I don’t remember exactly how or when my relationship with this building went from first visit to full blown love affair, but each time I’m in Paris, going to the Garnier is like going back to visit an old, familiar friend. I like to spend 2-4 hours meandering through; stopping here and there to sit and journal, read or write.
My first visit was in 1992 when the facade was dark grey, blackened by years of built-up pollution (common to monuments throughout Paris). I was there to introduce my grandmother to this great city, which many of her generation never expected to see. We took in a ballet at the Garnier (it’s near exclusive use since the construction of the more modern Opéra Bastille)… and it was magical. These days though, the facade is much brighter, having undergone extensive cleaning in the interim. My old familiar friend got a proverbial facelift!
“To what extent can you characterize a building as familiar?” you may ask. The best way I can explain what I mean is this: This room is the Opéra‘s library. Musical scores from some of the most well known composers are only inches away, albeit behind mesh doors for their protection.
I am taking this photo while seated on my favorite bench in that room. I can easily spend an hour or more sitting here. Most of the people going through, do so with a camera or iPhone perpetually to their eye… experiencing this incredible room only secondarily… their experience mediated by technology. Many walk the entire length of this corridor without removing the electronic appendage from their face. These will without question leave with an experience of the building… but I have a familiarity.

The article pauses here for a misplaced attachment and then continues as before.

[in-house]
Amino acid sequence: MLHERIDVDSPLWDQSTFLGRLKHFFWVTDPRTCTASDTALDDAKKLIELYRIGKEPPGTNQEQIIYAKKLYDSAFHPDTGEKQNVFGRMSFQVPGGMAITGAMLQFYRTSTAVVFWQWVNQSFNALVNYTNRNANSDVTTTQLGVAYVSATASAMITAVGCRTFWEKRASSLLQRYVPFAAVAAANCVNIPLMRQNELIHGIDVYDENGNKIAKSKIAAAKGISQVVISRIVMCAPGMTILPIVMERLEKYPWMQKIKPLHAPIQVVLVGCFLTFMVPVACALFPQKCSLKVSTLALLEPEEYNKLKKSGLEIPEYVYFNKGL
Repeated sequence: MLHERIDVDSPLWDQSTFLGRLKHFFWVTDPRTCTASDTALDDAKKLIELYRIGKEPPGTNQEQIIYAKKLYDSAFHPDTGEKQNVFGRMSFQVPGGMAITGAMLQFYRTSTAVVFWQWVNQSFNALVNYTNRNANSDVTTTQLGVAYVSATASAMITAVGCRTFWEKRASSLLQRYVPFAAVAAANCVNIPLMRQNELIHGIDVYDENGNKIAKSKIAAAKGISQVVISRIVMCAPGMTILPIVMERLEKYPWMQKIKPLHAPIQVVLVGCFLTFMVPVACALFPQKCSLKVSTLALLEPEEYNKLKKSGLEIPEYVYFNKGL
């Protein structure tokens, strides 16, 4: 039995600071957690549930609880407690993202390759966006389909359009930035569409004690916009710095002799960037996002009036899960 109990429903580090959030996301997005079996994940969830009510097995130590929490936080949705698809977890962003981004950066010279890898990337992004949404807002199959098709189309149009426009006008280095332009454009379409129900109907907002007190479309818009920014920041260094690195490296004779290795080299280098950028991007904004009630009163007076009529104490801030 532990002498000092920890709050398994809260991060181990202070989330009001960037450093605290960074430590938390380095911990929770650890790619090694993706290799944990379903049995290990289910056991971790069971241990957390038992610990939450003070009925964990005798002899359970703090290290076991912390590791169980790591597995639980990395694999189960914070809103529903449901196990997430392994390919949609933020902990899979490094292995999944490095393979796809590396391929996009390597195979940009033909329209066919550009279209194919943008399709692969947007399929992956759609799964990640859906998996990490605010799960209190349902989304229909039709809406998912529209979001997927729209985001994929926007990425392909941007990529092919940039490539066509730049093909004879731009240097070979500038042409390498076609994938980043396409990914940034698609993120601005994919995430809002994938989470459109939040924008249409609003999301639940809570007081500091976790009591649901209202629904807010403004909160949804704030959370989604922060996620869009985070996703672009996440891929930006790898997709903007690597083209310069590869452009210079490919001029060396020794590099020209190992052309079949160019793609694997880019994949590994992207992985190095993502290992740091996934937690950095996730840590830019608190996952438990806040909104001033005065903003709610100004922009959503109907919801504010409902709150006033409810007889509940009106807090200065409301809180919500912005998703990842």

While it may seem a pretentious thing to say, it is based on the fact that, were we to go there right now, I could point to the two boards in the floor just off to the left, that always creak when someone walks on them. I could also point out the neon light (third furthest away on the right-hand side, in the photo) which has a constant hum to it. I am more familiar with that room for I have sat there both when it’s been full of guests and when it’s been empty and nearly silent. With each visit, I’ve become more and more familiar with it.
So it is not a stretch to speak of the Opéra Garnier as an old familiar friend. While I’ve experienced it with a sense of awe given the absolute grandeur, I’ve also gotten past the awe and have become aware of the little oddities that make it so unique.
Isn’t that like having an old familiar friend of the human persuasion as well? You know not only the public side, but also the quirky little things that make them unique, the things that not everyone knows or appreciates.
Until next time old friend!